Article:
Europe Tries to Wish Away Its Next Refugee Crisis
Migration was originally given top billing at a meeting starting Thursday of European Union leaders in Brussels. But a draft concluding statement, obtained by Politico, shows just how little attention the matter will actually get. That’s worrying. Europe's refugee system is like one of those precarious smuggler's boats in the Aegean: unstable and likely to end in disaster.
On the surface, the refugee crisis seems under control, thanks to a deal struck in March between the EU and Turkey. Turkey agreed to take from Greece illegal migrants or those whose asylum applications had been refused. For every Syrian returned to Turkey from the Greek islands, the EU promised to resettle a Syrian from Turkey directly. The sweetener was an EU pledge of an additional 3 billion euros ($3.19 billion) for refugees on top of 3 billion euros that had already been promised, and acceleration of Turkey's application for visa-free travel for its citizens visiting EU countries.
The agreement was full of uncertainties. That didn't matter at the time. This was a deal struck in a panic, against the backdrop of waves of migrant crossings that caught EU countries off guard and created a populist backlash. The arrangement was meant to buy Europe time, not to be the final word on refugee resettlement. But as often happens with stopgap measures, once the immediate crisis had passed, the underlying problem festered.
While the flow of refugees and migrants in the east Aegean has declined dramatically, there are concerns that the arrangement could collapse. Turkey has complied with less than half of the criteria required to win visa-free travel. Ankara claims the EU isn't holding up its end of the bargain and wants more money upfront. President Recep Tayyip Erdogan recently threatened to send a flood of refugees from Turkey into Europe.
The return and resettlement figures under the EU-Turkey deal are sobering. Only 748 migrants were sent back from Greece to Turkey, and the EU has taken in only 2,761 Syrian refugees from Turkey. Those aren't the numbers once envisaged. Nor is it even that clear that the deal itself is responsible for the sharp drop in refugees crossing the Aegean. After analyzing the data, Thomas Spijkerboer, professor of Migration Law at the Vrije University of Amsterdam wrote on the University of Oxford law-faculty blog:
The analysis of statistical data presented here shows that the decline in number of arrivals predates the EU-Turkey Agreement, and that if the agreement had any effect, that in fact is the interruption of this decline. If this analysis is correct, this means that governments should not trust that policies such as the EU-Turkey Agreement are effective in their aim to control migration.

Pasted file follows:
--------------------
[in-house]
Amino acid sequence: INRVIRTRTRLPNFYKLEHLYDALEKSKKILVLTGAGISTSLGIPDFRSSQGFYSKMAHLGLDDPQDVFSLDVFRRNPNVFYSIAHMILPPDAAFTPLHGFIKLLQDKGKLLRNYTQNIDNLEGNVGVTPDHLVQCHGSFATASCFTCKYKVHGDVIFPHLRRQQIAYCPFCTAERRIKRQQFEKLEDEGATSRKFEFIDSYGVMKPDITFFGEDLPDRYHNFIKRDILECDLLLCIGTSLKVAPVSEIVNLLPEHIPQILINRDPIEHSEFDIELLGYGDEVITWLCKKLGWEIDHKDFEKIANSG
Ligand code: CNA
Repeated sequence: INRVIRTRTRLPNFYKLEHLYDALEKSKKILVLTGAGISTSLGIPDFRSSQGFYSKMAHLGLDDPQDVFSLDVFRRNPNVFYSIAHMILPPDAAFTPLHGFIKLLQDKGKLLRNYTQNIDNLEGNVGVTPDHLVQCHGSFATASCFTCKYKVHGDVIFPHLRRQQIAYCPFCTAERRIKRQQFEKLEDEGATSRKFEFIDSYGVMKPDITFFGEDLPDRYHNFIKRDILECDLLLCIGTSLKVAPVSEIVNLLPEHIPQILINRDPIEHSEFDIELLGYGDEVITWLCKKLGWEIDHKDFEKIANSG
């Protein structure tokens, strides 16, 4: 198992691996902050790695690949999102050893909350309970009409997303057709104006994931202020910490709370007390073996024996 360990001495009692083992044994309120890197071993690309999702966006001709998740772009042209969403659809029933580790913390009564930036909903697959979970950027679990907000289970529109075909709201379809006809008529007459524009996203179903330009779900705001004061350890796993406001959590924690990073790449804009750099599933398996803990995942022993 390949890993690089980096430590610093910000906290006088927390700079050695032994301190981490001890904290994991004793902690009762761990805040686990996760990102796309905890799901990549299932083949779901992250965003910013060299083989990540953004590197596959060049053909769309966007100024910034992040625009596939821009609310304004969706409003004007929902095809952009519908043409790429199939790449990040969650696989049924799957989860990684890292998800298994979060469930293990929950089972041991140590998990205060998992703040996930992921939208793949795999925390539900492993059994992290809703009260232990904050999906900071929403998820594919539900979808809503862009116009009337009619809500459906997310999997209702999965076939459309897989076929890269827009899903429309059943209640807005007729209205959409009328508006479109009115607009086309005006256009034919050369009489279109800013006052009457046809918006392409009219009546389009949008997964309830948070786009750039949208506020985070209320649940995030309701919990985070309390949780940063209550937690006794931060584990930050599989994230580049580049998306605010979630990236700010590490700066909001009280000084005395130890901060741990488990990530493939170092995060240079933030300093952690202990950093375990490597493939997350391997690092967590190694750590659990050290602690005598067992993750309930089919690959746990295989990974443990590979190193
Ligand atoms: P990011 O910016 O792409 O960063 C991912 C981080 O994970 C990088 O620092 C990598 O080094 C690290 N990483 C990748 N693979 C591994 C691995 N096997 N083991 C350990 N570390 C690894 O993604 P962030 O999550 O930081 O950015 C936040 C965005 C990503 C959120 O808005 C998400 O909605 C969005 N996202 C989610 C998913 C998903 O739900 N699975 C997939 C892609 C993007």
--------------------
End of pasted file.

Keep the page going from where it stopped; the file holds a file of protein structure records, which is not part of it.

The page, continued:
Meanwhile, those stranded in Greece live in miserable conditions and legal limbo. The EU is expected to restore the transfer of refugees back to Greece, part of the so-called Dublin system that says refugees should be returned for processing at their port of entry. The Dublin rules were suspended for Greece in 2011 because the country's asylum conditions failed to meet human rights standards. Yet it's not clear how conditions have improved enough to justify more returns there. John-Mark Philo and Ludek Stavinoha, two University of East Anglia lecturers who volunteered at refugee camps in Chios and Athens, argue that the opposite is true:
In camps across Greece, refugees — including pregnant women, newborns, the elderly and chronically ill — are languishing in inadequate shelters, often little more than flimsy summer tents, which are now covered in snow or drenched with rain. Access to medical services, as well as legal and psychological support, is insufficient and often completely absent.
If the deal with Turkey fizzles, the refugee influx will grow again and the burden on Greece will become untenable. Pressure will increase on other EU countries too. Italy has surpassed Greece in refugee numbers this year, mostly from African countries rather than Syria and Iraq. But in the leaked Council statement, the EU addresses none of these issues. Nor does it acknowledge a paradox that Elizabeth Collett, director of the Migration Policy Institute, noted in March: As more refugees flee countries with oppressive and violent regimes, the EU will either have to cut legal corners to send more of them back or stick to the law requiring it to accept a higher resettlement burden.
Its new Migration Partnership Framework proposes using EU funds as a carrot to encourage countries such as Libya, Nigeria and Ethiopia to accept returned refugees and keep others from leaving. The logic of the approach is beguiling at first. And yet it also raises troubling questions that will probably be tested in international courts. To what extent can nations outsource their responsibilities to those displaced by war and conflict and what happens when the outsourcing methods go wrong? For the moment, EU leaders would rather keep those lines blurred.
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